The nonproliferation agenda was and remains a supplementary tool to achieve U.S. geopolitical aims in the region. Those aims have remained unchanged for the whole post-World War II period, irrespective of the incumbent administration – Republican or Democratic. These aims can be summarized as maintaining political and military supremacy in the Asia-Pacific, nowadays extended to the Indo-Pacific, and, according to Joe Biden, continuing “to write the rules of the road for the world.”
Any real détente in Korea—the more so, normalization of relations between the United States and the DPRK, or between North and South Korea—inevitably would call into question the U.S. military presence on the peninsula. U.S. troops’ withdrawal from South Korea could provoke the same developments in Japan. Both developments would remove a cornerstone of the U.S. strategy in the Asia-Pacific as a whole, since it is based on bilateral military-political alliances with Japan and the ROK and the forward deployment of U.S. armed forces in these countries.
Besides, the normalization of relations between the United States and the DPRK or the drastic improvement of inter-Korean relations would lead to the disappearance of the so-called “North Korean threat.” The development, in its turn, would deprive the United States of the last more or less serious argument justifying deployment of missile defense systems in Northeast Asia.
Therefore the United States is actually interested either in maintaining tension on the peninsula at the level justifying deployment of U.S. troops and the Terminal High Altitude Area Defense (THAAD) system, or, in the best of cases, in bringing about a regime change in the DPRK. The latter scenario would allow the United States to spread its control over the whole of the Korean Peninsula – a region of Asia that is unique in military-strategic value, bordering both Russia and China – two powers which potentially can still challenge the U.S. world hegemony. The advancement of U.S. armed forces right on Korea’s overland borders with China and Russia would bring about radical changes in the military-political situation in East Asia and in the Asia-Pacific region.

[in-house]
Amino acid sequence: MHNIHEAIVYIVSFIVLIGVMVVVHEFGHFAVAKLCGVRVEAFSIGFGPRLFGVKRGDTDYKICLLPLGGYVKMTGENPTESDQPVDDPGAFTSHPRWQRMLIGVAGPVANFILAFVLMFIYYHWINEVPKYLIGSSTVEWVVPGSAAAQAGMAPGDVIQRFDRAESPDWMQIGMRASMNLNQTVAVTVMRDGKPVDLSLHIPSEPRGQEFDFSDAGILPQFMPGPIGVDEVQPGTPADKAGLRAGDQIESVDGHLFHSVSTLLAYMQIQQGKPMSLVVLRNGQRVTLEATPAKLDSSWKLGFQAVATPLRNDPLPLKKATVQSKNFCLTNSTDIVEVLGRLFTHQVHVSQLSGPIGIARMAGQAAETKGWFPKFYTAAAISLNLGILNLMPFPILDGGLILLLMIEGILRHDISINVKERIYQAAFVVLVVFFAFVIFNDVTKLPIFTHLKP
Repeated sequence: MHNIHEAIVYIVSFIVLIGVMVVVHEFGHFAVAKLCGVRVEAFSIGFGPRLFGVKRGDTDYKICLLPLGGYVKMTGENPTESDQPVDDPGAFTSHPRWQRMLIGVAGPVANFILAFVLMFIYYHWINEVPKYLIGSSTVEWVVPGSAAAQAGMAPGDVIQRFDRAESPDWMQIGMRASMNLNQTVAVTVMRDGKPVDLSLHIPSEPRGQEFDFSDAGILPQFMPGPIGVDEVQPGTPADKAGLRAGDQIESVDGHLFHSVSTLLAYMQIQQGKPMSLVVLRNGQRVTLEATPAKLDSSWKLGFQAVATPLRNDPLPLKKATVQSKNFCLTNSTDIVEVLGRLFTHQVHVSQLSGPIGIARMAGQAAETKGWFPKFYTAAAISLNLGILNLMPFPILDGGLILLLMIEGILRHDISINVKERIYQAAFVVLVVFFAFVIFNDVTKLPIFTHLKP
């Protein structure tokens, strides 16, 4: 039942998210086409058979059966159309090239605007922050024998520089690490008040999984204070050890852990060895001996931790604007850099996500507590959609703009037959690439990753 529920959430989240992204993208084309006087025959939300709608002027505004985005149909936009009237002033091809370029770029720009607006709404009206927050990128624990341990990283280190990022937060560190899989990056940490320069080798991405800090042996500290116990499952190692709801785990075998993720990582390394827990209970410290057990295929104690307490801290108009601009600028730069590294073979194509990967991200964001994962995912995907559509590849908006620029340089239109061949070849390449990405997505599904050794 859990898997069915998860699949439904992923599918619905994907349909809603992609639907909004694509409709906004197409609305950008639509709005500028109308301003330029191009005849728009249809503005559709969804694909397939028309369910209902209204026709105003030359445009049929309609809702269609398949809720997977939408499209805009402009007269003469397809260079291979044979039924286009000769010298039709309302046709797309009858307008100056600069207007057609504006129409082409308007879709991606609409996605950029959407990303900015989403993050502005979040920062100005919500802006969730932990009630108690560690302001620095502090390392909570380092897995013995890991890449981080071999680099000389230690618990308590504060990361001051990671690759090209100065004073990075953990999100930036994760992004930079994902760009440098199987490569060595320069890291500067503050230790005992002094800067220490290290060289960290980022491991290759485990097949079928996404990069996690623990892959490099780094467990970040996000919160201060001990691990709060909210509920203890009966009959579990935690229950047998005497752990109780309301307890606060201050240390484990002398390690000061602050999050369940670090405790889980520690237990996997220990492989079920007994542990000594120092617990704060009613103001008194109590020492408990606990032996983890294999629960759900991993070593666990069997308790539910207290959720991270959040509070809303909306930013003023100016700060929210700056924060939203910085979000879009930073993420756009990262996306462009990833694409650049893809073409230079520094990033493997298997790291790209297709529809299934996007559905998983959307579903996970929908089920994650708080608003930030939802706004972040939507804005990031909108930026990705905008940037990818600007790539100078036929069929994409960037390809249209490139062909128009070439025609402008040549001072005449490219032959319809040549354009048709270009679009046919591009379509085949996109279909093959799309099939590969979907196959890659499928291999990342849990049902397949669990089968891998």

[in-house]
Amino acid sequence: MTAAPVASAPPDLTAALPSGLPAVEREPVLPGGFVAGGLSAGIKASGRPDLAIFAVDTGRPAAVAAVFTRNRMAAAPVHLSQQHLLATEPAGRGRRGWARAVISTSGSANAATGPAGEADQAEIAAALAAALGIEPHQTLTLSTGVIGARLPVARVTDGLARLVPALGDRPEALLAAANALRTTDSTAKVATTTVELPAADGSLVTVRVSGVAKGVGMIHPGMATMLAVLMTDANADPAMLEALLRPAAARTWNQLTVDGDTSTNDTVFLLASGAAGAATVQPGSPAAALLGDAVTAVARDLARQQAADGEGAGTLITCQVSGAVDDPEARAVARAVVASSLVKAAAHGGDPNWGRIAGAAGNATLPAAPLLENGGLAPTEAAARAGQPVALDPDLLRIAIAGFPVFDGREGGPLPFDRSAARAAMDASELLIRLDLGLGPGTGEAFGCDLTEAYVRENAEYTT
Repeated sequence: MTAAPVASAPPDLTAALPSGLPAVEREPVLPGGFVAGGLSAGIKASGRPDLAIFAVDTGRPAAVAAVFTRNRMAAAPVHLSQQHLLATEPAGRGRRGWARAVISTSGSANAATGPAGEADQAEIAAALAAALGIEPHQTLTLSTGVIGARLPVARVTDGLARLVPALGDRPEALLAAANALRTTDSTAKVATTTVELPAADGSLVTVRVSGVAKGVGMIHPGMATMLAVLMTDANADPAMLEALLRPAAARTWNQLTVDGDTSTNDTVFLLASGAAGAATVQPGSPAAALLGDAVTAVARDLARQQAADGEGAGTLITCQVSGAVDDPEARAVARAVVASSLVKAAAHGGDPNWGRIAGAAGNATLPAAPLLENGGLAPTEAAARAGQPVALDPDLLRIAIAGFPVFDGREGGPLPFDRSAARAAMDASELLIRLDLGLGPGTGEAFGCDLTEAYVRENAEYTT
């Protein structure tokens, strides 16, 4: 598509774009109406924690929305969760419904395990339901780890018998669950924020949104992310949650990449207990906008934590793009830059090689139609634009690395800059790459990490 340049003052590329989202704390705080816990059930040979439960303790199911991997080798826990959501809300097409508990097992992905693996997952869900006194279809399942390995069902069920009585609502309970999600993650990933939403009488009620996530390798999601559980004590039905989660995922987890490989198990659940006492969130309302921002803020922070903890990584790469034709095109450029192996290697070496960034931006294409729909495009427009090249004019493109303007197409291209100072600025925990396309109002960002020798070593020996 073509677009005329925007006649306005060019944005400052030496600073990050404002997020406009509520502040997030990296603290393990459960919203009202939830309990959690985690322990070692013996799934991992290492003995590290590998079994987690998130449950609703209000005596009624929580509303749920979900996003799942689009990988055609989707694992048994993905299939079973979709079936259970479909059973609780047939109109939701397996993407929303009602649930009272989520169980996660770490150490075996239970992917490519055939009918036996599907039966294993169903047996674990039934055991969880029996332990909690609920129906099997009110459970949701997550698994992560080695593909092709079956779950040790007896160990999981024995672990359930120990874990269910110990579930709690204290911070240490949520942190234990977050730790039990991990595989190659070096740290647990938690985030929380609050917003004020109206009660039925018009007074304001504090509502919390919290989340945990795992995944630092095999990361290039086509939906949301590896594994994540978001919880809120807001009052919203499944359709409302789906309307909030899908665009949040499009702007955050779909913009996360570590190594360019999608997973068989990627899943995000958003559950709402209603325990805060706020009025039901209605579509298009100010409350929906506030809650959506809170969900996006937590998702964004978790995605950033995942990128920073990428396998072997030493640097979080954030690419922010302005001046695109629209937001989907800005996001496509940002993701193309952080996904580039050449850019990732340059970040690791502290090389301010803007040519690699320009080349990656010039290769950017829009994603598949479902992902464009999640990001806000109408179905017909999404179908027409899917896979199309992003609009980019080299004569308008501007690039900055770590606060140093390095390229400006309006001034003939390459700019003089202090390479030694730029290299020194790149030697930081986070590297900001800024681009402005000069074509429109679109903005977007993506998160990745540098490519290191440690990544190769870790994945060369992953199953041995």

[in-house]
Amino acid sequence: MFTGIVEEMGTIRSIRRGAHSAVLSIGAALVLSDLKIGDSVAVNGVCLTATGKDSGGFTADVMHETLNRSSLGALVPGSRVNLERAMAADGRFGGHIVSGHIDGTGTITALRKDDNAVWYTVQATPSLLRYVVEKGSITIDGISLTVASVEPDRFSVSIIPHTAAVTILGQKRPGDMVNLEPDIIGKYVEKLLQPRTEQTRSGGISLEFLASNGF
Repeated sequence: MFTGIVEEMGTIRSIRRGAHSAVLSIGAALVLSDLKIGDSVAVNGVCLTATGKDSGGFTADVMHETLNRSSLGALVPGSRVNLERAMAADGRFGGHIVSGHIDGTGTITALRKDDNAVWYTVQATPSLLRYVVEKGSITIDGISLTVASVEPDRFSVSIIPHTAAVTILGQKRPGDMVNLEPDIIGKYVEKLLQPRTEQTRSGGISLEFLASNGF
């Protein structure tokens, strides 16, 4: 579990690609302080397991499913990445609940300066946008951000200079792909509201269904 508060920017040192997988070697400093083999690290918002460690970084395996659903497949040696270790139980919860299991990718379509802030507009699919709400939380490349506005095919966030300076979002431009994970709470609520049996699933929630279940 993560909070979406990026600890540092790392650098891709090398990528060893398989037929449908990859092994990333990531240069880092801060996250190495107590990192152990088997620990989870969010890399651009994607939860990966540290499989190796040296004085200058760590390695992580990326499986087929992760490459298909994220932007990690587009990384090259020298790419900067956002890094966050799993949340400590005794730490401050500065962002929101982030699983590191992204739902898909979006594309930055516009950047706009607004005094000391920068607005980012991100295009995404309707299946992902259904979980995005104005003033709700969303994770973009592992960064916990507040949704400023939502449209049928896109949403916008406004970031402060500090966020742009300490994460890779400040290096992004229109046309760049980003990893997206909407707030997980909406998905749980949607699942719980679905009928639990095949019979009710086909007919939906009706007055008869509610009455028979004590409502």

3. The Korean Peninsula and U.S.-China Relations
To understand China's position, it is necessary to consider that China and Korea have been neighbors for several thousand years. Till the 20th century Korea was included in China's exclusive sphere of influence. The break of the last 150 years means nothing from China's vision of history and its long-term interests on the peninsula and in the region, when compared with the previous 5,000 years and maybe the same period in the future.
In spite of an ongoing debate within Chinese leadership and among foreign policy experts on the feasibility of China’s current policy of keeping North Korea afloat, it is unlikely that even post-communist China, to say nothing of the present-day one, which is preserving the socialist system and the ruling role of the Communist Party, would agree to a situation in which it finds a united Korea under the U.S. prevailing political influence, to say nothing of U.S. troops. However, it will be exactly the case if North Korea collapses in the near future.
China, irrespective of other great powers' positions, prefers, at least for the time being, to keep North Korea afloat as a buffer zone between itself and the U.S. forward deployment forces on Asia’s mainland. For China to lose North Korea would be equal to losing the second Korean War with the possible subsequent stationing of U.S. troops on the Yalu River. The prospect is absolutely unacceptable in view of both the current U.S. policy toward China and Beijing's plans concerning Taiwan and the South China Sea.
The United States understands that any attempt to take hold of what China has considered its sphere of influence for hundreds of years would lead to a major quarrel with the world’s economic superpower and with another world civilization – a Confucian one. For the time being, the United States seemingly also is not ready for a major conflict with China over North Korea.